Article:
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Re: Grimspound by pippagill on Saturday, 27 August 2005
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Having just visited Grimspound today, and being very impressed with the very identifiable layout of this bronze age village, I found myself looking for more information on the web. I would direct people to the attached website where I read quite a bit about how it would have looked some 3,000 years ago - interesting reading.

myweb.tiscali.co.uk/andyspatch/grimspound.htm
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Re: Grimspound surprise by benson on Wednesday, 17 August 2005
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I literally stumbled across this structure yesterday whilst taking a walk up the nearby tor. I first viewed it from the top of the hill and was quite taken aback, not least because I hadn't expected to see it! Added to the surprise was that there wasn't another soul about, despite it being a beautiful sunny day during the school holidays. As I descended towards the huge stone structure, which I estimated at 100m in diameter, I began to formulate ideas as to its purpose. I assumed the causeway linking the tor and the enclosure was a relatively recent addition to protect the hillside but I couldn't help wonder if there was an ancient link. I was thinking some sort of worship place at this point. The walls of the structure were extremely impressive, being constructed of quite massive stones most requiring many men to lift them yet there were hundreds producing the enclosure. Within, I was again surprised to find that the numerous piles of stones actually made up smaller enclosures, perhaps 3m wide. Most seemed far too small to be actual dwellings, yet one in particular had a most definate serpentine entrance to it. To the south lay a definate entrance to the entire site which, like the previously mentioned 'dwelling' seem rather too perfect - a modern addition/reconstruction, I assumed. In order to get a good picture of the entire site, I walked a little further up the opposite hill, only to find other almost hidden structures in the turf. These made definate and very straight lines, apparently unconnected with the main site. My final impression was a site, probably bronze age almost certainly a dwelling or fortification of some nature but with possible religious undertones.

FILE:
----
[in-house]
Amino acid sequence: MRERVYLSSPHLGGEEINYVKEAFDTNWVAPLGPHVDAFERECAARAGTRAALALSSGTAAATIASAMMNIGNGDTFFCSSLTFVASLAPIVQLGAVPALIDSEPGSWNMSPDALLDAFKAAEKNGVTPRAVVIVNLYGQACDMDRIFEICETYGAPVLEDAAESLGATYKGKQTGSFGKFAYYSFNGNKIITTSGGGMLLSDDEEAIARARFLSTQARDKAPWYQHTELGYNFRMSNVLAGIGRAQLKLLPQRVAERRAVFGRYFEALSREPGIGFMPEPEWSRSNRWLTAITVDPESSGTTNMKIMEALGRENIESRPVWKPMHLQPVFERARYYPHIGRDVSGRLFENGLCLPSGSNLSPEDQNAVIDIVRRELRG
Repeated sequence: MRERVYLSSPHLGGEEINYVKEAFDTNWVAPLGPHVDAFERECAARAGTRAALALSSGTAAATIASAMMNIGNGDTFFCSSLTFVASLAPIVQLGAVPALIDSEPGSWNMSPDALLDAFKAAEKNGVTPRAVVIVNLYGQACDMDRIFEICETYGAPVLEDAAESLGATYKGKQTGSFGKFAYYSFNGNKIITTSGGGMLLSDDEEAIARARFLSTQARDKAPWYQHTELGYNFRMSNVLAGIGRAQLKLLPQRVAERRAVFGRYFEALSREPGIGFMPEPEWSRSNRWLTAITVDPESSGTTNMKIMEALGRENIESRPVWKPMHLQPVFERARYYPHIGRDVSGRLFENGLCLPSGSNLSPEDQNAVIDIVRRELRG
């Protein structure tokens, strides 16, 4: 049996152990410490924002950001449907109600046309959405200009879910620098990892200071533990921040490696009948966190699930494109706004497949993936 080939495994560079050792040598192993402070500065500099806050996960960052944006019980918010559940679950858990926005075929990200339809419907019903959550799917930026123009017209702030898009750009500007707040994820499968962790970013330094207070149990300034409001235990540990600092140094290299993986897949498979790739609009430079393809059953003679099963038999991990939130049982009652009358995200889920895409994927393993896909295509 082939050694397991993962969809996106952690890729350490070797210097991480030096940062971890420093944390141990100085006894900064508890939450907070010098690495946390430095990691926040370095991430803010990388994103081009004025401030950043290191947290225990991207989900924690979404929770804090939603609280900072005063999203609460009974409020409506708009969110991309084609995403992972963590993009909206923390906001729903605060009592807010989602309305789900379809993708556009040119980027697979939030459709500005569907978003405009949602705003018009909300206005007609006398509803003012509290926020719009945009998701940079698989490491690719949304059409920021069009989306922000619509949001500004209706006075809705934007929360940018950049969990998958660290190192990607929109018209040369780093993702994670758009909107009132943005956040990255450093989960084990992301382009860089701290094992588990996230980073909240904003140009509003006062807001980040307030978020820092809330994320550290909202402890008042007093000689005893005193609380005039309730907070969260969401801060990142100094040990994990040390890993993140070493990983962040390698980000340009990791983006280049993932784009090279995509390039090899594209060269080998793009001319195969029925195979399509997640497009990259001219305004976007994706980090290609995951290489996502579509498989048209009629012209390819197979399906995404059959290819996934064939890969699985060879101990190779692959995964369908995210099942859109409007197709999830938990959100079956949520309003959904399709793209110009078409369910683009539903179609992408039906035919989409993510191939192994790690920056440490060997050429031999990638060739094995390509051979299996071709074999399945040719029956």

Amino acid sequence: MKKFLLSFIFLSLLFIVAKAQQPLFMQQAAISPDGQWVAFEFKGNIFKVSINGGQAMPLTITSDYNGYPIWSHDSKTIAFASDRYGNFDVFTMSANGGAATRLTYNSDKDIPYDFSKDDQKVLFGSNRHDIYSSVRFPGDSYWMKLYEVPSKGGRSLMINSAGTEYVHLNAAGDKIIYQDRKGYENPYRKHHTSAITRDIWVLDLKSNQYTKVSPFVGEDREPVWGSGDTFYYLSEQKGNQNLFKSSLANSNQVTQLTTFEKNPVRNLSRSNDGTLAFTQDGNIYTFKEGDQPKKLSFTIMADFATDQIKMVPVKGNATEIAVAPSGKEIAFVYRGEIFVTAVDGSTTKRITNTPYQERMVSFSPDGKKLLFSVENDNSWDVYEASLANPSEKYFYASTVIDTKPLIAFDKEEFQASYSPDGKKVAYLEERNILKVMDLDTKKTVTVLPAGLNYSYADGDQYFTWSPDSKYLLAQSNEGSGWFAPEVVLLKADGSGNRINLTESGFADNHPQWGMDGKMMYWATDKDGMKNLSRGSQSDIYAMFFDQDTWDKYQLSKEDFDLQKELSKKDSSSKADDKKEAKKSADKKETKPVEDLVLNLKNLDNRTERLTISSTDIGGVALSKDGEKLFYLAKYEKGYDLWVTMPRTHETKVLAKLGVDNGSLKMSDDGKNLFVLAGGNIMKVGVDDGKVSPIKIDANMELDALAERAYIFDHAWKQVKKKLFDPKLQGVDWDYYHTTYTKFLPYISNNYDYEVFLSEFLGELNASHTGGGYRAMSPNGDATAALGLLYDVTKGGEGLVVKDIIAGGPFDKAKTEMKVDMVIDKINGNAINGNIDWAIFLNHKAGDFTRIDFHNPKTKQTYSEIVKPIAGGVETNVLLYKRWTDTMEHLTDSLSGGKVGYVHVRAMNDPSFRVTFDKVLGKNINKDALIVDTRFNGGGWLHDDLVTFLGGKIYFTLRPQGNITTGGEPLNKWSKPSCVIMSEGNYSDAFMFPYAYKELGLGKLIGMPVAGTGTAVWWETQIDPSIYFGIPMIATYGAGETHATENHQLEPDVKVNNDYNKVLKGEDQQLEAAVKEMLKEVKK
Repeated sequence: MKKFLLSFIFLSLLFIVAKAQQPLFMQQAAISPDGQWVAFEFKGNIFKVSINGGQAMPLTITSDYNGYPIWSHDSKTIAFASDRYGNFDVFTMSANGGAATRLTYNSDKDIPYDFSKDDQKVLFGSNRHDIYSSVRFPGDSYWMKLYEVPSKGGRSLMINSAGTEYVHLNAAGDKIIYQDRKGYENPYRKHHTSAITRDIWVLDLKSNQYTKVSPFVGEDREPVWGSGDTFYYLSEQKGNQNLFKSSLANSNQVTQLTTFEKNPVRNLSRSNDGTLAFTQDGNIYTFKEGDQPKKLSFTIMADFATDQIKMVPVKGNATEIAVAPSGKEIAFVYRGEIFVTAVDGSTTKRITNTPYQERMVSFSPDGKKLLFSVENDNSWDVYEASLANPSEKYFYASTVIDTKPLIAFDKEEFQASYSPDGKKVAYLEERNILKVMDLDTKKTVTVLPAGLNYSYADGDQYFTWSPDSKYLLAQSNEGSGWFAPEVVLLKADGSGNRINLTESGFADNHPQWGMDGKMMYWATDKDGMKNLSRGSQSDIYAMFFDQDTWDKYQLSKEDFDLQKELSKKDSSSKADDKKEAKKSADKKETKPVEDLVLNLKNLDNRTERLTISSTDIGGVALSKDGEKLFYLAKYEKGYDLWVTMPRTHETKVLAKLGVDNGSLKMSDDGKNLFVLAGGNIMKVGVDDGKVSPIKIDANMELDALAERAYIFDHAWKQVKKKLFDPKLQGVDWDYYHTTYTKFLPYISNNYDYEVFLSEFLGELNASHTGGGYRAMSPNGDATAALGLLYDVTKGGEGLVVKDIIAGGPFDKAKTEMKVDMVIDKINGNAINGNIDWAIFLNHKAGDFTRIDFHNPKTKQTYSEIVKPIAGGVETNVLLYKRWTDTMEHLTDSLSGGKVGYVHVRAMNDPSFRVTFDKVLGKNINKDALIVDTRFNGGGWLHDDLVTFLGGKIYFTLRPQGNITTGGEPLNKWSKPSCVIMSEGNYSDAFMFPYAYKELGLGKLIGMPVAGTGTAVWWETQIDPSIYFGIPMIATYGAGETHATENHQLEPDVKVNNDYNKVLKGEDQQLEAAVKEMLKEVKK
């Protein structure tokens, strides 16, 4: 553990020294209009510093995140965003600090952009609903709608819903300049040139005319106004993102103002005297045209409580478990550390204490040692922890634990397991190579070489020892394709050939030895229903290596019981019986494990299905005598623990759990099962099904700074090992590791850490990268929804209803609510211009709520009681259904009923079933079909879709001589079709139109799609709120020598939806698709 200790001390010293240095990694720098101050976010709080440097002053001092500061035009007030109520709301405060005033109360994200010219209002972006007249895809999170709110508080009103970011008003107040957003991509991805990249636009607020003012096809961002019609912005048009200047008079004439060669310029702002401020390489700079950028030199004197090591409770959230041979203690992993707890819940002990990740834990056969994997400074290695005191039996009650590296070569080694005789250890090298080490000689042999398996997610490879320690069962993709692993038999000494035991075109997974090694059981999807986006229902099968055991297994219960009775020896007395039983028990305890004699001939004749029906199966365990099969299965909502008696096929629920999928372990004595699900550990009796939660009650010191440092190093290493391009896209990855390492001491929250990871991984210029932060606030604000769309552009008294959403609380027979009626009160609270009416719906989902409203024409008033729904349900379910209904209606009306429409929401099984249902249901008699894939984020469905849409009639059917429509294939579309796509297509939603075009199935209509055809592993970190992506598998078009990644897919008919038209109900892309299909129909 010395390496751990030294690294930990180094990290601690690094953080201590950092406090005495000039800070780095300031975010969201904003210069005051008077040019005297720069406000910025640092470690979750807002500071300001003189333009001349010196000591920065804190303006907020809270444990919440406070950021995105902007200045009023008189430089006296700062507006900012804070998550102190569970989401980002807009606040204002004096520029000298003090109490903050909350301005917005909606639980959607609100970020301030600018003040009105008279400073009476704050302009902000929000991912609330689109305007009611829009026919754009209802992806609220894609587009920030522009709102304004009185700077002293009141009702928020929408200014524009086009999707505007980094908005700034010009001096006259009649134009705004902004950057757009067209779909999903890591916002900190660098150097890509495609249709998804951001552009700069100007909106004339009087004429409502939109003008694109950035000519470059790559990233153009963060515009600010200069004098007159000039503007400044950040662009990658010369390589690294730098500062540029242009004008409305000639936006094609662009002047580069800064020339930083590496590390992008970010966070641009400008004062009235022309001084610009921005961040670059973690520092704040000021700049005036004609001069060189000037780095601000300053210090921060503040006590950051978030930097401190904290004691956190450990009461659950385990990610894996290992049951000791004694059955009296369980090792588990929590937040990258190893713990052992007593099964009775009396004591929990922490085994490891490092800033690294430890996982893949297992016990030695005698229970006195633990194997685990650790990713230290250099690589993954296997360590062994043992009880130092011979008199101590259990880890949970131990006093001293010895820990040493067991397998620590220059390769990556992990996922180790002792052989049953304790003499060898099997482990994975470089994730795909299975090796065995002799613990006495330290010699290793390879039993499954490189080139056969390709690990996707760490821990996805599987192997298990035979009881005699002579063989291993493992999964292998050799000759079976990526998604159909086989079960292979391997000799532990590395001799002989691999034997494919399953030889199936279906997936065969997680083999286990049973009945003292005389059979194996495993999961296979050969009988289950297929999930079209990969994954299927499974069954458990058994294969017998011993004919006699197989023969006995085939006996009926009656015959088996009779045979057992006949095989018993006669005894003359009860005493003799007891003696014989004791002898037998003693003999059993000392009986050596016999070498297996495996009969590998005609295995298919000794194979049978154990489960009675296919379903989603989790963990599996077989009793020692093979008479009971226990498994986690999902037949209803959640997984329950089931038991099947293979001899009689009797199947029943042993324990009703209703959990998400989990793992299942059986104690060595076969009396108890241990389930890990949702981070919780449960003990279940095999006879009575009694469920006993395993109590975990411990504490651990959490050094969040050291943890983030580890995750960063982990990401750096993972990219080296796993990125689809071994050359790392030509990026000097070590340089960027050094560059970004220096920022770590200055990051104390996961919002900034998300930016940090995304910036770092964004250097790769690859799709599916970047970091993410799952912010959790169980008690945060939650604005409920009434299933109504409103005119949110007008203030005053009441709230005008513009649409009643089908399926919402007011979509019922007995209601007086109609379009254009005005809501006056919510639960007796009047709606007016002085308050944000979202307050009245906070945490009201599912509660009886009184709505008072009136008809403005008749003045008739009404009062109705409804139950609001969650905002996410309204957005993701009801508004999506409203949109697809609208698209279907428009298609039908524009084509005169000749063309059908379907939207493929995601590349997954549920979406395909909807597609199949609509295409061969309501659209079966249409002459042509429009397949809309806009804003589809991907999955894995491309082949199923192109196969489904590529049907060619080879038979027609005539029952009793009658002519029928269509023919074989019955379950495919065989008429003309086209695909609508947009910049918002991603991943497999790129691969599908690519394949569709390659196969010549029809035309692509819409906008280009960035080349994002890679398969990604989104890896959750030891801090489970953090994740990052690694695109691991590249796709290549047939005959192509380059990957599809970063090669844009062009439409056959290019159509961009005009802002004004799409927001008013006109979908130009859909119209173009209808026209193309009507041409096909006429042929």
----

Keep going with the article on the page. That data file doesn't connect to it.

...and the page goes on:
Overall, I found my 'discovery' a breath of fresh air in the age of overcommersialised and over-informed sites. It was fabulous being able to formulate my own conclusions from what I could see in the brief time I had (the flying ants were terrible) Of couse, since checking up my find on the net, I found a wealth of information on it, but had I had this prior to yesterday, my experience would have been less intense.
I would recommend anyone to visit this site, but maybe try it without reading up about it first. Difficult if you're on this website, I expect!!